The moment of maximum danger in the latest India-Pakistan conflict appears to have passed. But after a major attack by Pakistani militants on an Indian military base in Kashmir and the first Indian air strike on Pakistan proper since 1971, tensions are still smoldering between the two South Asian nuclear powers. The episode highlights the need for the U.S. to reassess its role in this volatile part of the world—and to come down firmly on India’s side.
Traditionally Washington has attempted to be a “neutral arbiter” between India and Pakistan. But neutrality may have made the problem worse rather than better. In 1999 Washington intervened to defuse the Kargil crisis. In 2001 and again in 2008, Washington leaned heavily on New Delhi not to respond more forcefully to attacks launched from Pakistani territory. This time, though, the Trump administration appeared reluctant to play referee. Washington should lock in this approach and make clear why.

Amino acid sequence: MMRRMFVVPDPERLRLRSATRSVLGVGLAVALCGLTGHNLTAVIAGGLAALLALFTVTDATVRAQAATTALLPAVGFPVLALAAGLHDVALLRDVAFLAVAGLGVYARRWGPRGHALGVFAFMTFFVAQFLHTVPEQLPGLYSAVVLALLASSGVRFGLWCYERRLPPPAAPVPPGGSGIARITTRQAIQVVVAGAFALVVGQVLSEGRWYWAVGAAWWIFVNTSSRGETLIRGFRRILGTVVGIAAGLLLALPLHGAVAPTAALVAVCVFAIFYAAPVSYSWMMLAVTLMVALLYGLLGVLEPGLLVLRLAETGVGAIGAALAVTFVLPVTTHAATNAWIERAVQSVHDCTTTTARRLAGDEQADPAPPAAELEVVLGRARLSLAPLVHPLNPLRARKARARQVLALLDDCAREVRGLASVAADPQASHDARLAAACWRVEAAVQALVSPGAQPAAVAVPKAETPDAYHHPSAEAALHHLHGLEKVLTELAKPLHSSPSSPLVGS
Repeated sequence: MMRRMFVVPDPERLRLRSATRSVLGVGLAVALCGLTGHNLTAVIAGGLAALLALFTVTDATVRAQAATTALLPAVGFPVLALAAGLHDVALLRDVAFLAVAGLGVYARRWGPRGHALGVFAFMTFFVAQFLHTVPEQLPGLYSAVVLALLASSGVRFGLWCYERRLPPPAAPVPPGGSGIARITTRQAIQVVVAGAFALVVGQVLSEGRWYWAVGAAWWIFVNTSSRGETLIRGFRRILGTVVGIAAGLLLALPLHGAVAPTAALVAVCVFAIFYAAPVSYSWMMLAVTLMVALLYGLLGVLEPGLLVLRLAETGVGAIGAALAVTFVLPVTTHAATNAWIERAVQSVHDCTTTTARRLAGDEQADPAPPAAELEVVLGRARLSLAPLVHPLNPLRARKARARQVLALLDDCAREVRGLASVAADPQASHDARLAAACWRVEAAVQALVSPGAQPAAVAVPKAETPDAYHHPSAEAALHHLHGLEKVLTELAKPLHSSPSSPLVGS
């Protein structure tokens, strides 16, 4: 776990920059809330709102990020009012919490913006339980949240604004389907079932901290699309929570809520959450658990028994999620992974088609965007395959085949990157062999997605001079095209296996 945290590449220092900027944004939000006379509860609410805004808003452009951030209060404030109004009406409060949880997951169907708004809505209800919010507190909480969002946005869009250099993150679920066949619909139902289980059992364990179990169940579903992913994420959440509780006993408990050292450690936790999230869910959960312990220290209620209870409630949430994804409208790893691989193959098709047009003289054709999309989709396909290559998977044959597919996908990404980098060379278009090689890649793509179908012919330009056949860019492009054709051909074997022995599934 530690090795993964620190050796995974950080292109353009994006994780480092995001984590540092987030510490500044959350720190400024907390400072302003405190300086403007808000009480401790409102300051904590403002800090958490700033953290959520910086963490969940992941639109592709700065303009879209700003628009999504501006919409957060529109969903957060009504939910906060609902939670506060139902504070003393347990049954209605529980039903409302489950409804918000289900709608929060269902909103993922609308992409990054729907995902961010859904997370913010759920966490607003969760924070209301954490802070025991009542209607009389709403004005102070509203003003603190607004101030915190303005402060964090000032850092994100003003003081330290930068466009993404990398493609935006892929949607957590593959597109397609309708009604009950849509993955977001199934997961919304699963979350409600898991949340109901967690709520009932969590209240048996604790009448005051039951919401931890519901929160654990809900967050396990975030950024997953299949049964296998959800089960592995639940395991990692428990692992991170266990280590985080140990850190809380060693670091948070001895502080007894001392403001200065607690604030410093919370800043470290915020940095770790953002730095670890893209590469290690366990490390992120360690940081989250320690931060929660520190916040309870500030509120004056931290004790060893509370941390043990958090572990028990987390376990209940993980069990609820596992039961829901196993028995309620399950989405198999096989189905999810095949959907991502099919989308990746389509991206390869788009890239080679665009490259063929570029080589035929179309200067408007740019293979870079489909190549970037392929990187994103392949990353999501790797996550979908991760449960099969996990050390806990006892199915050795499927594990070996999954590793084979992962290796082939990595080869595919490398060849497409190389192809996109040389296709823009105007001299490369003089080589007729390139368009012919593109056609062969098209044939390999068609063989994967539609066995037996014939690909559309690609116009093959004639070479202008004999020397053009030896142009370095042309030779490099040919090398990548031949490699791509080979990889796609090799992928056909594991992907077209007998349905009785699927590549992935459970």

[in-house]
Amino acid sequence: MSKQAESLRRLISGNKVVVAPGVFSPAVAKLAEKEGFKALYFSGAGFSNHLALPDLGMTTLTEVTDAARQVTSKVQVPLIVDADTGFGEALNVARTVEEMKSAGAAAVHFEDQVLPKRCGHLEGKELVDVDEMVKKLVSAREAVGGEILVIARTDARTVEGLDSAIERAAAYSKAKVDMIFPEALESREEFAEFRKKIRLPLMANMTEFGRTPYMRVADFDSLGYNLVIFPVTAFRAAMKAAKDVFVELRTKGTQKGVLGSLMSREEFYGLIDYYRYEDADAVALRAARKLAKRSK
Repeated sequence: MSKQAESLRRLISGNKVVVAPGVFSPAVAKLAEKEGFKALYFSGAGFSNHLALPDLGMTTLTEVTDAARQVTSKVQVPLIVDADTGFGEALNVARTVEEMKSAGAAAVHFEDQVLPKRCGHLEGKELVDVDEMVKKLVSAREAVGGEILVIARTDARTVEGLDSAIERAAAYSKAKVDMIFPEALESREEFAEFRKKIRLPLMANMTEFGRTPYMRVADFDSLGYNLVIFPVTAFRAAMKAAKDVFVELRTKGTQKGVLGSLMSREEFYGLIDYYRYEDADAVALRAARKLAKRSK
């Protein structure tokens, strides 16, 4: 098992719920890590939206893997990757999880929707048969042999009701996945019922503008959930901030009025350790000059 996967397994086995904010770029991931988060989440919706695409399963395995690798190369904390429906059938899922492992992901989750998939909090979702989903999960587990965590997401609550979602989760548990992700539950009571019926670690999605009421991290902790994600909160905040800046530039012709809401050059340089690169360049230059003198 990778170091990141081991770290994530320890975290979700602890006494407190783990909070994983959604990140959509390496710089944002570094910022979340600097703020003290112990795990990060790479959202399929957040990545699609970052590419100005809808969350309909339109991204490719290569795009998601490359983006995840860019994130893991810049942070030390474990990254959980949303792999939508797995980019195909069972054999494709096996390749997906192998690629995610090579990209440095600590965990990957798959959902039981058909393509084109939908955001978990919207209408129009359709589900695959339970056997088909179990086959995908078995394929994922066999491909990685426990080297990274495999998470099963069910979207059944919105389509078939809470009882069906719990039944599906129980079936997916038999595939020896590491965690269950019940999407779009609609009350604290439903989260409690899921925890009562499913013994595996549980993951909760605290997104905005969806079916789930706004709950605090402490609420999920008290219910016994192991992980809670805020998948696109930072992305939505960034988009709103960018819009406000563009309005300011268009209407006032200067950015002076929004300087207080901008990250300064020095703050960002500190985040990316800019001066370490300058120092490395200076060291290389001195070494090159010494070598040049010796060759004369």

Washington’s traditional neutrality has created a moral hazard for Pakistan. Islamabad could be confident that its threat of nuclear escalation, even if it didn’t intimidate New Delhi, would enlist American help in tamping down any Indian response. With this insurance policy in place, Pakistan sponsored terrorist attacks within India—in New Delhi in 2001, in Mumbai in 2008, and most recently in Indian Kashmir.
Read the full article in The Wall Street Journal.
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